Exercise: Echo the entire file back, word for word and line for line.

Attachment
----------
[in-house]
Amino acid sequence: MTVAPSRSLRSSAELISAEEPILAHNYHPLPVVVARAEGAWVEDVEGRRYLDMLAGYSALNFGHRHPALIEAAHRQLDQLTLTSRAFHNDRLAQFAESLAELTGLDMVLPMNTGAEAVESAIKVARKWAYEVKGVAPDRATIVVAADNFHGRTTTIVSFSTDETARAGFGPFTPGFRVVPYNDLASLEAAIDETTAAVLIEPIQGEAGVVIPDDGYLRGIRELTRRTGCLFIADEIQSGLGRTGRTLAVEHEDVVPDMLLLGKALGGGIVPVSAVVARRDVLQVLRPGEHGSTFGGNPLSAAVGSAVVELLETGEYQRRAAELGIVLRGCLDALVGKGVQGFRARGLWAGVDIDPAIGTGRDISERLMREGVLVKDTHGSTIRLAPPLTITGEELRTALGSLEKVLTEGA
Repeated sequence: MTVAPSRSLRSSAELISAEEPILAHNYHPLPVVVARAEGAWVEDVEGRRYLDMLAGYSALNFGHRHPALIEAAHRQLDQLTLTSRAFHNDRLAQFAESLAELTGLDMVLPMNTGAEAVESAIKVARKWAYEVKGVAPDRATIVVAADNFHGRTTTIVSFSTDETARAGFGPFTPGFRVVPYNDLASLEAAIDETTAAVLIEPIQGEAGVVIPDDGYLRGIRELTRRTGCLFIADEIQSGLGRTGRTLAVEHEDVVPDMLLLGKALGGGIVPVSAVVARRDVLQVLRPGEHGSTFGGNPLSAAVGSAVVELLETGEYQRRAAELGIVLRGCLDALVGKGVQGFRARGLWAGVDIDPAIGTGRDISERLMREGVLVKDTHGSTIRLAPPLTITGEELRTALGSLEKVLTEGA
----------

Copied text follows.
[in-house]
Amino acid sequence: MTVAPSRSLRSSAELISAEEPILAHNYHPLPVVVARAEGAWVEDVEGRRYLDMLAGYSALNFGHRHPALIEAAHRQLDQLTLTSRAFHNDRLAQFAESLAELTGLDMVLPMNTGAEAVESAIKVARKWAYEVKGVAPDRATIVVAADNFHGRTTTIVSFSTDETARAGFGPFTPGFRVVPYNDLASLEAAIDETTAAVLIEPIQGEAGVVIPDDGYLRGIRELTRRTGCLFIADEIQSGLGRTGRTLAVEHEDVVPDMLLLGKALGGGIVPVSAVVARRDVLQVLRPGEHGSTFGGNPLSAAVGSAVVELLETGEYQRRAAELGIVLRGCLDALVGKGVQGFRARGLWAGVDIDPAIGTGRDISERLMREGVLVKDTHGSTIRLAPPLTITGEELRTALGSLEKVLTEGA
Repeated sequence: MTVAPSRSLRSSAELISAEEPILAHNYHPLPVVVARAEGAWVEDVEGRRYLDMLAGYSALNFGHRHPALIEAAHRQLDQLTLTSRAFHNDRLAQFAESLAELTGLDMVLPMNTGAEAVESAIKVARKWAYEVKGVAPDRATIVVAADNFHGRTTTIVSFSTDETARAGFGPFTPGFRVVPYNDLASLEAAIDETTAAVLIEPIQGEAGVVIPDDGYLRGIRELTRRTGCLFIADEIQSGLGRTGRTLAVEHEDVVPDMLLLGKALGGGIVPVSAVVARRDVLQVLRPGEHGSTFGGNPLSAAVGSAVVELLETGEYQRRAAELGIVLRGCLDALVGKGVQGFRARGLWAGVDIDPAIGTGRDISERLMREGVLVKDTHGSTIRLAPPLTITGEELRTALGSLEKVLTEGA